This feature first appeared in Blueprint365 Magazine. Click here to request a free copy.
When Claire Klaver started her new job as Community Impact & Diversity Manager at the Fox Cities Performing Arts Center in Appleton, she knew she’d have to find some community connections. She hadn’t yet relocated from Fond du Lac, and had some catching up to do when it comes to the movers and shakers in the Fox Cities.
“With my work at the Performing Arts Center, I have been looking into all different community resources for me to get to know the community,” she said. “It’s so important for my position, and also just as a private citizen, to get a feel for the place that I’m moving to.”
A colleague had a recommendation – a podcast called Appleton Engaged, hosted by Anindita Anaam, Communications & Public Engagement Manager for the mayor’s office, and Timber Smith, the city’s diversity, equity and inclusion coordinator.
The podcast, just launched earlier this year, is intended to highlight the various resources available and the community leaders in charge of them.
“The podcast right now has mostly interviewed people who are relatively higher up in their organizations, and those are the people that I would typically be working with in partnership on community programs. It’s helped me to understand them a little bit more and their position and what they do at their organizations,” Klaver said. “For organizations that I’m unfamiliar with, I get to have a better understanding of what they do and who they serve. It’s just kind of helped me get my bearings and get acclimated around the community itself.”
That’s exactly the idea, Smith told Blueprint365.
“One of the most important things that people need to know is, where are the resources?” Smith said. “My focus with Appleton Engaged is we’re trying to create belonging, we’re trying to make a community where you feel welcome. One of the things that make you feel welcome is when you know where to engage, how to engage, and what’s available to engage in.”
The city has published an episode a week since June; the hosts are recording two interviews a week, and are booked out almost five months.
Guests have included Long Vue of NEW Hmong Professionals, Areka Nieto of the Wisconsin LGBT Chamber of Commerce, Tim Cody of Fox Valley Veterans’ Council, among others.
“We take a really small snippet of time and introduce you to the individual associated with the resource,” Smith said. “They tell you about the resource, they give you the historical context of the resource, they give you the mission of the resource … then we go and ask, what do you need from the community? How can the community help you do your work, do this mission?”
One of the most popular episodes was an interview with city assessor Matthew Tooke, who was able to explain how the property value assessment process works and what it might mean for property taxes.
“There’s the automatic assumption your taxes are going to go up, but we’re explaining the whole reason why you even have to do (the assessments),” Smith said. “Everybody doesn’t have the time to call (the assessor’s office). And even if you call, you’re not going to get this in-depth, 30 minute response … What we’re creating is an audio hub of resources.”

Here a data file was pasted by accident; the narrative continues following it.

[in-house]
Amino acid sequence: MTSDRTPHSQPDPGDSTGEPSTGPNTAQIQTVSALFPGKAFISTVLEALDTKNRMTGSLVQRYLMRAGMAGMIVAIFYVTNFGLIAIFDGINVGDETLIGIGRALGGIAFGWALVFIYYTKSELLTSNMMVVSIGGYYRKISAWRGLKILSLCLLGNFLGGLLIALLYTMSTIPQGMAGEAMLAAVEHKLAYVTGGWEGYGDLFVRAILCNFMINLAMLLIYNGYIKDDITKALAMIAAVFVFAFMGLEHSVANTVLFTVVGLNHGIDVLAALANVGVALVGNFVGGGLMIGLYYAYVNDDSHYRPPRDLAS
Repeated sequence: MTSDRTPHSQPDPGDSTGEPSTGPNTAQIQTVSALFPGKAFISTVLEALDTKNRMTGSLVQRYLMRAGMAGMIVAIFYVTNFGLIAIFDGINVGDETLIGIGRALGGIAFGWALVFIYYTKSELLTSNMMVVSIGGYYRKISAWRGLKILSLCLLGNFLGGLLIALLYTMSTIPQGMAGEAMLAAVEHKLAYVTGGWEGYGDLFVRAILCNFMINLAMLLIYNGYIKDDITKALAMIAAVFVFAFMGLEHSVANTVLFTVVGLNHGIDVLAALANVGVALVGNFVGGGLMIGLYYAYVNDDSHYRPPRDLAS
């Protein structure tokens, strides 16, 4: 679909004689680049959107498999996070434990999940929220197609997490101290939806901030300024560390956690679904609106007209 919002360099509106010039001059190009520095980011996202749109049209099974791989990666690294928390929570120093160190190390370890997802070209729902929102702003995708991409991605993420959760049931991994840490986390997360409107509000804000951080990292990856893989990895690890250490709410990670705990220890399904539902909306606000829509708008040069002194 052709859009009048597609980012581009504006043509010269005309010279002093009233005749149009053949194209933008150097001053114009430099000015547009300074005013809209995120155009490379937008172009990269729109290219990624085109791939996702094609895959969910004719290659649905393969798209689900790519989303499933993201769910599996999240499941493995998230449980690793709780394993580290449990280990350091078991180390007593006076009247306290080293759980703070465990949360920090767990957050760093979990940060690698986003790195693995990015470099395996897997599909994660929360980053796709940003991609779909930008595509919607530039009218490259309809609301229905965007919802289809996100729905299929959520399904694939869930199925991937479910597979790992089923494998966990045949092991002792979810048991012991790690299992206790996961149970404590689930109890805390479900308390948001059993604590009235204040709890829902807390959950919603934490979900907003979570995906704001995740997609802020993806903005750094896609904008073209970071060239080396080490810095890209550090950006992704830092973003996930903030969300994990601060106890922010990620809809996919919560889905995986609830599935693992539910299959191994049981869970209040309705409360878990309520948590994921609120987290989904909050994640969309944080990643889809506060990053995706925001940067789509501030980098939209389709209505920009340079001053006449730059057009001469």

Smith pitched the idea to mayor Jake Woodford, whom he credits with giving him the green light. The idea made sense coming from Smith, who was already an experienced podcaster, having recorded and released nearly 100 episodes of The Kosh, his own podcast highlighting community members and leaders in Oshkosh, where he lives.
“The idea behind The Kosh is to spotlight individuals in the community, in Oshkosh and the surrounding Fox Cities area,” Smith said. “The way I thought of it is … people are interesting. The first thing to break down silos is to get to know each other. When we know each other, we tend to like each other. But when we don’t know each other, we make a lot of assumptions, we stereotype each other … Because most of us operate in a silo, we don’t have a chance to get to know people. We don’t get to know the Black business owner, we don’t need to get to know the Asian chairperson, we don’t get to know the white gay couple who adopted two Black children … we don’t get to know any of them.”
Both of the podcasts he hosts are intended to create connections and a richer, more robust community.
“Foundationally, it creates trust … Without trust, you can’t do anything as far as creating a welcoming community. That is fundamental foundation number one,” he said. “The other thing is we’re such a resource rich area. If people knew just how lucky we are, they would pour into the community even more.”
Smith offered advice for any aspiring podcasters.
“Make sure whatever you choose, that you really have a passion around it,” he said. “You just have to keep showing back up. It’s easy to get off the path. Somebody’s gonna cancel, you might have two weeks, you might have three weeks of people canceling. You’ve got to have that interest and that drive to say, ‘Okay, well, cool. But that doesn’t, that doesn’t stop us, we will have a break. And we’ll keep moving.’ I also think it’s nice if you don’t do it alone. I do The Kosh alone, but every guest makes me feel like I’m not alone. In the case of Appleton Engaged, having a co-host is so nice, because it just adds another nice characteristic and another point of view, another voice.”